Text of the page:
Re: Best compression while maintaining quality

Post by Fuzemkv » Thu Dec 20, 2012 2:04 am

I don't really know the benefits of trueHD/DTS but I know that currently handbrake doesn't handle those file types.. atleast to my understanding. That means you have to mainly extract those tracks from the original source and remux the file with those tracks (After handbrake has encoded).

I use a autohotkey script to monitor my dvd drive and then rip using makemkv and compress using handbrake. Here are the current CLI settings I use for handbrake:

Code: Select all

-F --subtitle scan -N eng -e x264 -q 23 -a 1,1 -E faac,copy:ac3 -B 160,0 -6 auto,auto -f mkv -m

HTMLSpinnr
Posts: 5
Joined: Sun Dec 04, 2011 11:47 pm

Re: Best compression while maintaining quality

Post by HTMLSpinnr » Thu Dec 20, 2012 6:25 pm

My family generally doesn't appreciate differences in quality, thus I favor an approach that is "very good" in both audio and video quality, but saves on disk space. If I want the full HD audio and unmolested video experience, I'll view the source disc instead. I use Handbrake for everything (generally nightlies) unless it's 1080i VC-1 source, which requires something else like RipBot264 instead.

My settings for each type of source (good balance between encode performance and reasonable quality):
  • Common to all: MKV using H.264, keep original source size, but with loose anamorphic, and auto-cropping. Pass-thru AC3, or transcode DTS to 640kbps AC3, no down-mix from 5.1. Keep all English subtitles (especially forced) w/o burning in. for PGS subtitles, post-encode, I use MKVMerge since WDTV doesn't handle Handbrake's PGS approach. Vobsub subtitles pass through just fine. Preserve all chapters. Advanced encoding options at defaults except "b-adapt=2:rc-lookahead=50"
  • 1080p Blu-Ray, CQ at RF22, no filters. Results in a Profile 4.0 file at roughly 2.2GB/hour or about 5-9Mbps
  • 1080i Blu-Ray, CQ at RF22, Detecline and Decomb at "Default". Results in a Profile 4.0 file at roughly 2.2GB/hour or about 5-9Mbps
  • 480i DVD, CQ at RF19, Detecline and Decomb at "Default". Results in a Profile 3.1 file at roughly 800MB/hour or roughly 2Mbps
Avoiding HD Audio codecs entirely, and transcoding 1.5Mbps DTS down to 640kbps AC3 (preserving 5.1 channel) makes for a noticeable reduction in file size w/o any appreciable loss in fidelity.

For Blu-Ray, higher qualities (i.e. RF19 on Blu-Ray) look even sharper and truer to the source, however the encode times are just too long on my aging Phenom IIx4 955 @ 3.2ghz machine for "marginal" improvement, and file size reduction isn't significant enough. RF22 is as good or better than a "cable" HD experience, while encoding at roughly 10fps and yielding "acceptable" file sizes. If your available storage space is significant, then RF19 could work.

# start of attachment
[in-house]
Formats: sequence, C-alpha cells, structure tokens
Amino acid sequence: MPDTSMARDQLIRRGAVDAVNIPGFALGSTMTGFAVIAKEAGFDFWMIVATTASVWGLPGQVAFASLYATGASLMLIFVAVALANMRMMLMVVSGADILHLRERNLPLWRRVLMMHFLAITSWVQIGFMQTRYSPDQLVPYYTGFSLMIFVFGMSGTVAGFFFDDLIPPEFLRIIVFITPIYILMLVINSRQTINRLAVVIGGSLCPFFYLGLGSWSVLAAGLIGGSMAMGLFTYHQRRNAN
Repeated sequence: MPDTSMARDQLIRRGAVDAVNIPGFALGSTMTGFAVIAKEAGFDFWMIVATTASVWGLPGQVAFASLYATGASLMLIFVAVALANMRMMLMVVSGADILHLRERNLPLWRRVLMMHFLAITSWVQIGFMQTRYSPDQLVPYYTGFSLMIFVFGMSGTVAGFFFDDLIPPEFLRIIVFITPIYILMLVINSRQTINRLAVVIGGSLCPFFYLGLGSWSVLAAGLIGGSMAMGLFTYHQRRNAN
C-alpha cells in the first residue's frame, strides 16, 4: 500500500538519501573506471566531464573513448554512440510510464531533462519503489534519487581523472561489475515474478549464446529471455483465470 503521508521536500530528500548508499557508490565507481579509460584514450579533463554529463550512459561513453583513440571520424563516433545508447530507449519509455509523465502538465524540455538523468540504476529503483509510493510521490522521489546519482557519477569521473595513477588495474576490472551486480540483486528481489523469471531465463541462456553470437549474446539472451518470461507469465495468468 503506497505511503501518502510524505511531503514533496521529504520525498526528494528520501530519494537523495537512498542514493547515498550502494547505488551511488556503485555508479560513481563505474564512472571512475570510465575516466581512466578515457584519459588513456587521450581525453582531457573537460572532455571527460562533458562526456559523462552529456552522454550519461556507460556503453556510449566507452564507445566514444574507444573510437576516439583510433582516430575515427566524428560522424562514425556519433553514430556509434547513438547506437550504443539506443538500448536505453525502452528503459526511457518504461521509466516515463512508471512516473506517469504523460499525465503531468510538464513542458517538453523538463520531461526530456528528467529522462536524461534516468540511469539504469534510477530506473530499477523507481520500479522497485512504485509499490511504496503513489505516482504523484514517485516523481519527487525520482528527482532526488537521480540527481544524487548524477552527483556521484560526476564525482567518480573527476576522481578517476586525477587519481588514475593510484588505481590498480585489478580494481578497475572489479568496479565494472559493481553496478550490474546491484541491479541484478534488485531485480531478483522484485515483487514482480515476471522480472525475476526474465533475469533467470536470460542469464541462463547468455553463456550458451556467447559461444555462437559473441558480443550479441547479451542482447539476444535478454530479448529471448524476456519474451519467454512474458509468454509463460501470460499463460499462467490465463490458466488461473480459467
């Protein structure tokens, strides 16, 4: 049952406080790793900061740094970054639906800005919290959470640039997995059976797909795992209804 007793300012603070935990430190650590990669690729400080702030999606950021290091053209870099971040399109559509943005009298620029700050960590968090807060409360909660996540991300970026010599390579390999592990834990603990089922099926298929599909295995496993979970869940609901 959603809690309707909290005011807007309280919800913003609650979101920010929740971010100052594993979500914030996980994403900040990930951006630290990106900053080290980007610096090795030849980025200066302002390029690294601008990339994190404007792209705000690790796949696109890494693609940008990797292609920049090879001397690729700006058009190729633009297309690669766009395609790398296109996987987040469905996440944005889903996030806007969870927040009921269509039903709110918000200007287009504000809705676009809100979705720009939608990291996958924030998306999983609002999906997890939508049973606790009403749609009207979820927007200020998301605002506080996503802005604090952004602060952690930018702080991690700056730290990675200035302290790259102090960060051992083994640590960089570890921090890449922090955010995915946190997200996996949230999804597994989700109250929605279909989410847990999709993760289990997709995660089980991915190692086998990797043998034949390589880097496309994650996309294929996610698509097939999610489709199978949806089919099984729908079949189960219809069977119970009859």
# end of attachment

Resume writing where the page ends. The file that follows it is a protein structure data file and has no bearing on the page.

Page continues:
For DVD, with fewer pixels overall, anything higher than RF19 is noticeably poorer, and could only be done satisfactorily by adjusting some advanced settings. The encode performance increases substantially if you do, thus it's just easier to go w/ RF19. These net a performance of ~45fps encodes on average on my hardware.

File size estimates are completely dependent upon the type of material - with CG material for kids taking up less space than film-based 1080p content.

In the end, it's up to you to experiment with the results of each settings. For some, one setting may not fit all, but when you're aiming to transcode a library of 100s of discs for the sake of convenience for non-technical family to enjoy, you may opt to compromise on ultimate quality to keep your workflow sane.

ndjamena
Posts: 830
Joined: Mon Jan 07, 2013 12:23 am

Re: Best compression while maintaining quality

Post by ndjamena » Mon Aug 04, 2014 9:03 am

After 2 something years, they've either figured it out, or given up in disgust...

(Compression is the least of my problems while ripping discs)

dharvey1221
Posts: 6
Joined: Tue Dec 09, 2014 8:53 pm

Re: Best compression while maintaining quality

Post by dharvey1221 » Fri Dec 12, 2014 2:01 am

I tried those methods above and about pulled my hair out. At the time I had a core 2 duo iMac and hand break would take all night to rip. Oops forget something or wrong encode, another night gone. With makemkv, rip in 30 minutes and copy to drive done. Plex handles everything else great. HDD are cheap and if I loose a drive I can always re rip the Blu ray.

Baespy42
Posts: 1
Joined: Sun Jan 14, 2018 5:02 am

Re: Best compression while maintaining quality

Post by Baespy42 » Sun Jan 14, 2018 5:18 am

Hello, To best answer your question. I've been ripping my huge DVD collection to my hard drive using makemkv. While having Uncompressed HDVideo. I try to keep my videos anywhere from 2 to 2.5 gigabytes depending on the movie. I have just discovered that H264 is highly compressed. To avoud h264 as much as I can. I just use MakeMkv to tip my video then I use Any video Converter. Which is one of the fastest video converters on the market. MakeMKV can also do Blu-ray disc's. But in full Uncompressed quality that can be as much as 30 gigabytes! Those disc's unfortunately have to be compressed in ordered to save the high file space. But on that case I'm going straight from the file source not a copy of a copy. Hope this makes some since. It is pain stakingly time consuming but very well worth it. After consulting Apples high prices in their HD library I just wanted to purchase the software and do it my self. Instead of being in somebodys server out their that can crash at anytime. Hope this helps.

Woodstock
Posts: 5378
Joined: Sun Jul 24, 2011 11:21 pm

Re: Best compression while maintaining quality

Post by Woodstock » Sun Jan 14, 2018 6:48 am

What you get from MakeMKV is NOT uncompressed video, simply because DVD and BD disks are already compressed... Just not as efficiently as they could be. BD video can encompass a number of compression methods, include h.264, and UHD is based on h.265 compression.

There is a rule of thumb in world of video compression: Speed, Size, Quality, chose the two most important. You can compress quickly, but you have to give up either size or quality.

The best you're going to do is to not do anything with the output of MakeMKV, since there's just one generation of compression degradation preset. If that isn't acceptable to you for some reason, you have decisions to make that are hard for anyone except you to make - what is an acceptable level of degradation TO YOU?

Personally, I tolerate a fair amount of degradation, simply because I don't spend time wayward picking pixels out in a 55" display if the content of the video is adequate to hold my attention. And if it isn't, why the hell am I watching it?
How to aid in finding the answer to your problem: https://www.makemkv.com/faq/item/8